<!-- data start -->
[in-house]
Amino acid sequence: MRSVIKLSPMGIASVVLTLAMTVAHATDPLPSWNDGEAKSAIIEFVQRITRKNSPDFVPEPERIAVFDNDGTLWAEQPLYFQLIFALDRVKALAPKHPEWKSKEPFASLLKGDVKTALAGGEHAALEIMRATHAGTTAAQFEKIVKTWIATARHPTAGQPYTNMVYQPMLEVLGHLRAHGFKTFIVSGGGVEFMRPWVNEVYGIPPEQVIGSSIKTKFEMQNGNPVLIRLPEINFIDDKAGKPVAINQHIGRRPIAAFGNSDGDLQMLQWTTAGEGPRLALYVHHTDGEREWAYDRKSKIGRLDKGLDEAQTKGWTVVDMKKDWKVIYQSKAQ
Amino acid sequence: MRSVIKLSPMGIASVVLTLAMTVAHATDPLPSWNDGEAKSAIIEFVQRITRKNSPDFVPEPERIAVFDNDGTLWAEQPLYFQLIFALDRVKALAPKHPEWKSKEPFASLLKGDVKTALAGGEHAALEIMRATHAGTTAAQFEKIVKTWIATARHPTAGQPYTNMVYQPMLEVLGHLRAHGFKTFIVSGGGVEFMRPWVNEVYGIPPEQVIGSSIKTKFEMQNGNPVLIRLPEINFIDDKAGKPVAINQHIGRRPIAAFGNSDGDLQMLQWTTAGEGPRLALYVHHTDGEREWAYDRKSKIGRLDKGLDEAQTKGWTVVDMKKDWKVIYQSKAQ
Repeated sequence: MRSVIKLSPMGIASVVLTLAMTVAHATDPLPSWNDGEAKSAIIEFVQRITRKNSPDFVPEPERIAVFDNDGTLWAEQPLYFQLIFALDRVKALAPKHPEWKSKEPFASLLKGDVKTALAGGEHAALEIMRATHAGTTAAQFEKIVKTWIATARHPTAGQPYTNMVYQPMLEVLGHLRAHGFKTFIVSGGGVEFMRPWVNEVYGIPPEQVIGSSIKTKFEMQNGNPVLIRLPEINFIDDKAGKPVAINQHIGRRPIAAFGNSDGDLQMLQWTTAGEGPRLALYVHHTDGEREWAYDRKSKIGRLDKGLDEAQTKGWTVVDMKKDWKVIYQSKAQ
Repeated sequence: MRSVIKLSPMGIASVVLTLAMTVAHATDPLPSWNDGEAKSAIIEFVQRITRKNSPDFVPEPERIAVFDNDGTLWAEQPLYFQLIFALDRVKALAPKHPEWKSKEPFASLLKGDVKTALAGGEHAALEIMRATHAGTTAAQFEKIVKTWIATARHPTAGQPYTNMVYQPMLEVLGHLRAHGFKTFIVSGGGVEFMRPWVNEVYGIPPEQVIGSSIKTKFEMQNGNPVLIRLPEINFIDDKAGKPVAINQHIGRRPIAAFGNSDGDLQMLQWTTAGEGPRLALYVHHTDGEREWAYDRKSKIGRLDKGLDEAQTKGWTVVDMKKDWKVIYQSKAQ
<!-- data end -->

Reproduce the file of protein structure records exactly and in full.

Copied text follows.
[in-house]
Amino acid sequence: MRSVIKLSPMGIASVVLTLAMTVAHATDPLPSWNDGEAKSAIIEFVQRITRKNSPDFVPEPERIAVFDNDGTLWAEQPLYFQLIFALDRVKALAPKHPEWKSKEPFASLLKGDVKTALAGGEHAALEIMRATHAGTTAAQFEKIVKTWIATARHPTAGQPYTNMVYQPMLEVLGHLRAHGFKTFIVSGGGVEFMRPWVNEVYGIPPEQVIGSSIKTKFEMQNGNPVLIRLPEINFIDDKAGKPVAINQHIGRRPIAAFGNSDGDLQMLQWTTAGEGPRLALYVHHTDGEREWAYDRKSKIGRLDKGLDEAQTKGWTVVDMKKDWKVIYQSKAQ
Amino acid sequence: MRSVIKLSPMGIASVVLTLAMTVAHATDPLPSWNDGEAKSAIIEFVQRITRKNSPDFVPEPERIAVFDNDGTLWAEQPLYFQLIFALDRVKALAPKHPEWKSKEPFASLLKGDVKTALAGGEHAALEIMRATHAGTTAAQFEKIVKTWIATARHPTAGQPYTNMVYQPMLEVLGHLRAHGFKTFIVSGGGVEFMRPWVNEVYGIPPEQVIGSSIKTKFEMQNGNPVLIRLPEINFIDDKAGKPVAINQHIGRRPIAAFGNSDGDLQMLQWTTAGEGPRLALYVHHTDGEREWAYDRKSKIGRLDKGLDEAQTKGWTVVDMKKDWKVIYQSKAQ
Repeated sequence: MRSVIKLSPMGIASVVLTLAMTVAHATDPLPSWNDGEAKSAIIEFVQRITRKNSPDFVPEPERIAVFDNDGTLWAEQPLYFQLIFALDRVKALAPKHPEWKSKEPFASLLKGDVKTALAGGEHAALEIMRATHAGTTAAQFEKIVKTWIATARHPTAGQPYTNMVYQPMLEVLGHLRAHGFKTFIVSGGGVEFMRPWVNEVYGIPPEQVIGSSIKTKFEMQNGNPVLIRLPEINFIDDKAGKPVAINQHIGRRPIAAFGNSDGDLQMLQWTTAGEGPRLALYVHHTDGEREWAYDRKSKIGRLDKGLDEAQTKGWTVVDMKKDWKVIYQSKAQ
Repeated sequence: MRSVIKLSPMGIASVVLTLAMTVAHATDPLPSWNDGEAKSAIIEFVQRITRKNSPDFVPEPERIAVFDNDGTLWAEQPLYFQLIFALDRVKALAPKHPEWKSKEPFASLLKGDVKTALAGGEHAALEIMRATHAGTTAAQFEKIVKTWIATARHPTAGQPYTNMVYQPMLEVLGHLRAHGFKTFIVSGGGVEFMRPWVNEVYGIPPEQVIGSSIKTKFEMQNGNPVLIRLPEINFIDDKAGKPVAINQHIGRRPIAAFGNSDGDLQMLQWTTAGEGPRLALYVHHTDGEREWAYDRKSKIGRLDKGLDEAQTKGWTVVDMKKDWKVIYQSKAQ